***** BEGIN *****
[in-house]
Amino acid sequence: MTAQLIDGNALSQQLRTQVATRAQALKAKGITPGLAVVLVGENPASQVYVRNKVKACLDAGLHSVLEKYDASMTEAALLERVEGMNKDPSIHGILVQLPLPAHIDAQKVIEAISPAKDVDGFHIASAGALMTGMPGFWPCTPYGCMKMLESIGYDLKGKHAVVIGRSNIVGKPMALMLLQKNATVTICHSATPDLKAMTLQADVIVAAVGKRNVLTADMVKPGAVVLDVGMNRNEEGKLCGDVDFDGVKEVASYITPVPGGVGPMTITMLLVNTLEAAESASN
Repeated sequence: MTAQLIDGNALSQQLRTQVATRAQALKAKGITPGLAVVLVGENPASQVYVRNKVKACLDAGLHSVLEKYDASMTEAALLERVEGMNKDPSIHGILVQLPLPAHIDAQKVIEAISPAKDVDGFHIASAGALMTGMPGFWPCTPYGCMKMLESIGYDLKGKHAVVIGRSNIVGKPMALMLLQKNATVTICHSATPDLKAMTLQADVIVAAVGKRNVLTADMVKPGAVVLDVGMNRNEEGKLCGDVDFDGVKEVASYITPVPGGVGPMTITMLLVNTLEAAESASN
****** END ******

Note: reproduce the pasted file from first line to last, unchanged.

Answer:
[in-house]
Amino acid sequence: MTAQLIDGNALSQQLRTQVATRAQALKAKGITPGLAVVLVGENPASQVYVRNKVKACLDAGLHSVLEKYDASMTEAALLERVEGMNKDPSIHGILVQLPLPAHIDAQKVIEAISPAKDVDGFHIASAGALMTGMPGFWPCTPYGCMKMLESIGYDLKGKHAVVIGRSNIVGKPMALMLLQKNATVTICHSATPDLKAMTLQADVIVAAVGKRNVLTADMVKPGAVVLDVGMNRNEEGKLCGDVDFDGVKEVASYITPVPGGVGPMTITMLLVNTLEAAESASN
Repeated sequence: MTAQLIDGNALSQQLRTQVATRAQALKAKGITPGLAVVLVGENPASQVYVRNKVKACLDAGLHSVLEKYDASMTEAALLERVEGMNKDPSIHGILVQLPLPAHIDAQKVIEAISPAKDVDGFHIASAGALMTGMPGFWPCTPYGCMKMLESIGYDLKGKHAVVIGRSNIVGKPMALMLLQKNATVTICHSATPDLKAMTLQADVIVAAVGKRNVLTADMVKPGAVVLDVGMNRNEEGKLCGDVDFDGVKEVASYITPVPGGVGPMTITMLLVNTLEAAESASN